This is my fifth studio. I’ve done everything from living in tree houses to sleeping on factory floors. And the last studio that we had before this was great, but it was tucked away behind razor wire and we didn’t ever see anyone. And the one thing I knew when we moved here is that I wanted this space to be really a metaphor for what the company is all about: complete transparency. Being able to see all the way in and be completely open to the public, so we can do workshops, so we can teach crafts, we can bring skills back. It’s really a great opportunity to bring back craft, creativity, and community in one place.
I think we’ve all really woken up to the reality of the world that we’re in. We were locked in time for a longtime this year, and all of a sudden you realise that you’re surrounded by all of this stuff. I think that’s been true of a lot of people, and we’ve all done a big spring clean – or certainly I know that I have. The feedback that we’ve had from amazing customers here is that they’re definitely looking for special pieces – pieces with a history, and at RÆBURN, we see that as the beginning of a relationship: if someone buys a product from RÆBURN, actually that’s where the journey begins. We offer free repairs on our garments for life. Things like that really help provoke a conversation and build a relationship with our customers.
We have a really comprehensive range of jersey products in particular – all really high quality. We’re really proud that if you touch and feel a RÆBURN jersey t-shirt, joggers, or hoodie, the quality is incredible. And it's made with fully organic cotton. It’s been certified, so the way that it's been dyed has all been done in the right way. It’s all about quality, progressive design, and creating something that’s really going to last as well.
The parasuit is something we’ve been honing for 10 years. And one of the things that we do at RÆBURN in general is focus on how we can evolve and improve the product and make those incremental changes. A big part of the way that we look at responsible design is not always coming up with something completely new every season – it’s about improving the product and ensuring it will last a longtime.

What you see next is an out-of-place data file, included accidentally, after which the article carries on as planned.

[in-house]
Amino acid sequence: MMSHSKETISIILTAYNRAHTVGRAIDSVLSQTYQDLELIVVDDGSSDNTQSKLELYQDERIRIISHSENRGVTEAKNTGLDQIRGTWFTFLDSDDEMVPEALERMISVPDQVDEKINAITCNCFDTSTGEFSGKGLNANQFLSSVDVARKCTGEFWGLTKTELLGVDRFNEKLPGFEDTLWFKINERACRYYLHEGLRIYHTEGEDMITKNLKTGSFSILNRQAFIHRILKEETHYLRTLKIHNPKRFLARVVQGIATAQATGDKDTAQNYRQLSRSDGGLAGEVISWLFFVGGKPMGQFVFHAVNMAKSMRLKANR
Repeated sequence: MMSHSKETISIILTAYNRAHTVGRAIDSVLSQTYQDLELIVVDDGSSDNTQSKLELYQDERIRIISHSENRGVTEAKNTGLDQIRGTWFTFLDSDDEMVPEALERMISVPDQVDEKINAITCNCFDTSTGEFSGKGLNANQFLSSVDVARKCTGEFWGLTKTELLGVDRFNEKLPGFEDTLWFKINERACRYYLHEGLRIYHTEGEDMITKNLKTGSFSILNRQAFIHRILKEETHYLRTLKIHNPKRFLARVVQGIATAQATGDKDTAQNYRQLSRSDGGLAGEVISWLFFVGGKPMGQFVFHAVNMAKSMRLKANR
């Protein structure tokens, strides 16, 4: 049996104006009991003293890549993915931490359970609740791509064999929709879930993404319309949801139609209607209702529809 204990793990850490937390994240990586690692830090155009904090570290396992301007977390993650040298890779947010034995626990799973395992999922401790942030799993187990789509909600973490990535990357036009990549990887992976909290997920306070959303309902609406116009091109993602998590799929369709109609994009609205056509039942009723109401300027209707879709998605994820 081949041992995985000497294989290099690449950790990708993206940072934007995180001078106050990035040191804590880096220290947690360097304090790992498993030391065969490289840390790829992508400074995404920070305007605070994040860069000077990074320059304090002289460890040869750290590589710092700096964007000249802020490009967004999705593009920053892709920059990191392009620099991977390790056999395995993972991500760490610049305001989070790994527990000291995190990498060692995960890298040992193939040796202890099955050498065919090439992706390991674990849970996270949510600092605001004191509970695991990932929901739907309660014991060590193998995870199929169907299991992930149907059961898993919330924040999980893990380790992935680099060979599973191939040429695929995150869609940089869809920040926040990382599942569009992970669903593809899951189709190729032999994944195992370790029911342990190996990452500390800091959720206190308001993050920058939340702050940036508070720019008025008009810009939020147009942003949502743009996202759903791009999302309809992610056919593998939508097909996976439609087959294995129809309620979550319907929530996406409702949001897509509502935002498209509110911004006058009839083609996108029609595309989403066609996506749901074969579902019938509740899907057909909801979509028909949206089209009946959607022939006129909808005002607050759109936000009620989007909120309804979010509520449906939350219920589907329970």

Changing this giant juggernaut of an industry that we’ve all built together as an industry isn’t easy. But I firmly believe that we all have to work together. There’s been so much innovation that’s happened with recycled materials and access to really good natural materials in the last decade. So when I look at this next decade, I think about how we really have this opportunity to change things and have a better impact on the planet. I really look at it as being a problem that can be solved through design, co-creation, and collaboration.
I’m most excited about simplifying things. Because what we have to do as an industry is one of three things: we need to make things that are really hard-wearing and easily repairable and we do that within the RÆMADE aspect of our brand. We need to make things that are recycled and recyclable. Or we need to make things that are natural and that go back to the earth. If we just did those three things, we’d be in a much better position than we are now. So I’m most excited about going back to common sense ways of doing things.
I’m so proud that over the last 12 years, we’ve attracted such incredible talent that are prepared to work in a really challenging way. What we do every day is not normal and not easy. I’m really excited about what the next decade looks like. It feels like this is where we really push on. I’m proud to be part of the conversation that we’re pushing things forward, that we’re being disruptive, that we’re being innovative, and that we’re doing things in a different way.
Words: Allison Pavlick & Toby Standing
Photography: Jack Batchelor
On how the century-old London brand is faring right now
We’re talking to independent brands about how they’re adapting during this time